Trump faces criminal charges after indictment


Photo courteys of SWinxy (CC BY-SA 4.0)

NYPD closed off the entrance to Trump Tower and used police buses to block the opposite side of the street on April 4, the day a grand jury indicted former President Donald Trump on charges related to a hush money payment during his 2016 presidential campaign.

Former President Donald Trump was charged by a New York grand jury with 34 felony counts of falsifying business records, making him the first president, current or former, to be charged with a crime. This information came in an indictment that was unsealed on April 4 after Trump was arraigned in a Manhattan courtroom. Trump pleaded not guilty to all charges.

Prosecutors accused Trump of coordinating a scheme and committing fraud during his campaigning for and run up to the 2016 presidential election in an effort to cover up potential sex scandals, according to an April 5 New York Times article. Trump allegedly reimbursed Michael D. Cohen, his former lawyer, in 2017 for the $130,000 hush money payment Cohen made just before the 2016 election to pornographic film actress Stormy Daniels, who has said she and Trump had an affair.

As evidenced by court filings, in order to hide damaging stories, Trump allegedly bought the silence of others several times during the campaign, as reported by the New York Times. Prosecutors used those instances to detail a pattern of behavior that could convince a judge and jury that Trump is guilty.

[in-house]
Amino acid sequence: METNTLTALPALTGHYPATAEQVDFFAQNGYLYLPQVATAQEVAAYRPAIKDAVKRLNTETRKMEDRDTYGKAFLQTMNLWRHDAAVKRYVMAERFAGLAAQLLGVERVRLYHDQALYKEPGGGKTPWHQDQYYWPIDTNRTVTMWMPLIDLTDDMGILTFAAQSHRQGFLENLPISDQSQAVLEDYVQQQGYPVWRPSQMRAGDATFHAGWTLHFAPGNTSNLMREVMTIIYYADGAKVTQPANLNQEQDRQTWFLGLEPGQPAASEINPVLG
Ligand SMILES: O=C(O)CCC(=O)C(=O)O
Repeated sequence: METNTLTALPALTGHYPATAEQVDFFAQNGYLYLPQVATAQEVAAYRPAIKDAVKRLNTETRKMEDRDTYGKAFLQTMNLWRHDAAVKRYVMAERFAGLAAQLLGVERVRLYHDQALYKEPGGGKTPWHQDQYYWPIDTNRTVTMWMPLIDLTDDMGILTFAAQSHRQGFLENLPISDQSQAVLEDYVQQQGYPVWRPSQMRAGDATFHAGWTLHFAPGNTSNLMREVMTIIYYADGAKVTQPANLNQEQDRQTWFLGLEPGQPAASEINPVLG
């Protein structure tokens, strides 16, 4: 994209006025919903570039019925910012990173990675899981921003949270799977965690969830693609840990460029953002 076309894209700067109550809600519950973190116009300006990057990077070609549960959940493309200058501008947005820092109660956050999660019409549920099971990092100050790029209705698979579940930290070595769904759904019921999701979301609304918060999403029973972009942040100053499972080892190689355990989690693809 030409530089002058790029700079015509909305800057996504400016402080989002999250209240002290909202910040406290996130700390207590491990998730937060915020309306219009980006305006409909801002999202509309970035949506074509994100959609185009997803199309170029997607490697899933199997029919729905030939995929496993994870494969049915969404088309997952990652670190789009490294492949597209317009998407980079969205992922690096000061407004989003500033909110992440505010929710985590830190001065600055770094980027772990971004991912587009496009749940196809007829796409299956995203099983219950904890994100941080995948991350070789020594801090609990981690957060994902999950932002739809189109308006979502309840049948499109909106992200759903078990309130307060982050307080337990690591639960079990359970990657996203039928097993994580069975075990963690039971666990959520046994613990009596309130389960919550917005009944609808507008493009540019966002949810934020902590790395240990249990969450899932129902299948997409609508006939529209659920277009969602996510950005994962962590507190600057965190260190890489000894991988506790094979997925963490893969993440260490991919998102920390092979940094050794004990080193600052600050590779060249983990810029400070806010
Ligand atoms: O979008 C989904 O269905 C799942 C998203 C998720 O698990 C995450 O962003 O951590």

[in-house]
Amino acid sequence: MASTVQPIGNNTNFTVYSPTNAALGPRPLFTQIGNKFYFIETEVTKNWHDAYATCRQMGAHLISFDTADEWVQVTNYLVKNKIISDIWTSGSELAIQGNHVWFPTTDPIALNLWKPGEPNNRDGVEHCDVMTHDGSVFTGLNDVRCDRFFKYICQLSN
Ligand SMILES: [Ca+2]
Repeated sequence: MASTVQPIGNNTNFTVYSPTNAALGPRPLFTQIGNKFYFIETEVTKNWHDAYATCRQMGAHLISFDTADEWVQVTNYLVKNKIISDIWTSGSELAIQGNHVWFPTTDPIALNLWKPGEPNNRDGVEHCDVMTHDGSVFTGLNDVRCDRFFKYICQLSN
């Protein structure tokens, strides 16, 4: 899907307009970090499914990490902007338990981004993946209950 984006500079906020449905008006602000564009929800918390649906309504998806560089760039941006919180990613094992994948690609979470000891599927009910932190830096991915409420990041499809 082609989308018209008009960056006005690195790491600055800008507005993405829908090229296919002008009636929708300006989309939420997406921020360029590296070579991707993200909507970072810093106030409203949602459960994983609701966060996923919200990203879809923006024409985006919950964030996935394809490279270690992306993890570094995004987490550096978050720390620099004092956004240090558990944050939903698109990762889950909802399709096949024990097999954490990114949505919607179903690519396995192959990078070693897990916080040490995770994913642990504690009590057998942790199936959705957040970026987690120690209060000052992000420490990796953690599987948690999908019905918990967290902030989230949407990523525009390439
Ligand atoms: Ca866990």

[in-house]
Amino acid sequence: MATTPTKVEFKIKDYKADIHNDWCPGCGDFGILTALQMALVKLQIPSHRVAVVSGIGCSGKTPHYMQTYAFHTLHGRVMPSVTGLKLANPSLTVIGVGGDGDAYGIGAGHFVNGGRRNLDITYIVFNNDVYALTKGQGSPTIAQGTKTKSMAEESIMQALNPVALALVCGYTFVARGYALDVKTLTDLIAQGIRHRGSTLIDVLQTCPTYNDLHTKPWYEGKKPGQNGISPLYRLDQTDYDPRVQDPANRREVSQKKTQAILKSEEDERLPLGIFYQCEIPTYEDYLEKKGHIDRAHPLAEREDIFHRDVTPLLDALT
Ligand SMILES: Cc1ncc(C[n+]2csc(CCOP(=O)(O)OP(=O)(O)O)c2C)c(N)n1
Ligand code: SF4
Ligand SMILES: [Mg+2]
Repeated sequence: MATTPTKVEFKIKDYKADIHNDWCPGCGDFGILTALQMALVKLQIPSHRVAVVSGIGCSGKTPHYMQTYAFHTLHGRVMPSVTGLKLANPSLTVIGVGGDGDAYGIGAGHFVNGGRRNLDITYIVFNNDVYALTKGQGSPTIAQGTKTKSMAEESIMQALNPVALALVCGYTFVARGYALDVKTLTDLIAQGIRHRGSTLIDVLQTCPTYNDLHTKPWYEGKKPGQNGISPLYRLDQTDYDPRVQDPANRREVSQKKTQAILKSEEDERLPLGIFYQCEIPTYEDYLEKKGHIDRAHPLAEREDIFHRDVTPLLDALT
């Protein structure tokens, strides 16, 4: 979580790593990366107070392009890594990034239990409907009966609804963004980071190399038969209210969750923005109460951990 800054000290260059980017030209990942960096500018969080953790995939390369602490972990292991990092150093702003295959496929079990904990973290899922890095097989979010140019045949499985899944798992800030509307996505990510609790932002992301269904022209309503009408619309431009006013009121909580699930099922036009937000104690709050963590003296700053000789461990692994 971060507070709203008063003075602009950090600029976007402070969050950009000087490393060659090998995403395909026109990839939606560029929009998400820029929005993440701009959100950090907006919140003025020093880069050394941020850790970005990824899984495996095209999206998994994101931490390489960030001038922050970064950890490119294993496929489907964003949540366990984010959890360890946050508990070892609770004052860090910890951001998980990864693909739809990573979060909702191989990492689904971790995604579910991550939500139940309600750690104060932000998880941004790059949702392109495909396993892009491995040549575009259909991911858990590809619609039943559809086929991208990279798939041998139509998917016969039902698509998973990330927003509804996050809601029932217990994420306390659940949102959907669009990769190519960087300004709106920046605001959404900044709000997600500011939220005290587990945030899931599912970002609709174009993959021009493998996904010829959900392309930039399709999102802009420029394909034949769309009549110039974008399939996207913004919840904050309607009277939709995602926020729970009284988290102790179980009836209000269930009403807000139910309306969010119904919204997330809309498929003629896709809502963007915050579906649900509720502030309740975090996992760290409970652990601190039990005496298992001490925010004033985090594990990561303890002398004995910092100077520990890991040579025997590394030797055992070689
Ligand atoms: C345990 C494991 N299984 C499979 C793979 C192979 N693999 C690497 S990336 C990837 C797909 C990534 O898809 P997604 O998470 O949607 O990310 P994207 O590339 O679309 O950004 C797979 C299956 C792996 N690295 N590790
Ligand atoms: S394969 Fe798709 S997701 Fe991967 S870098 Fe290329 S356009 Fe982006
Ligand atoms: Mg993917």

Manhattan district attorney Alvin Bragg argued that Trump’s hush money scheme violated multiple laws to deceive voters, going beyond misleading the public through embellishment. On the other hand, Trump continues to argue that the charges against him are politically motivated and unfair.

Typically, Trump’s charges are considered misdemeanors in the state of New York. However, they are being viewed as felonies in this case because they were allegedly linked to violations of election and tax laws.

The uniqueness of charging a former president with a crime may make the case more difficult to win, especially since courts will often rely on precedents set by past cases in order to issue rulings for current cases. Still, the connection between falsifying business records and potential tax law violations could help prosecutors solidify their case.

Photo credit: Photo by SWinxy is licensed under CC BY-SA 4.0.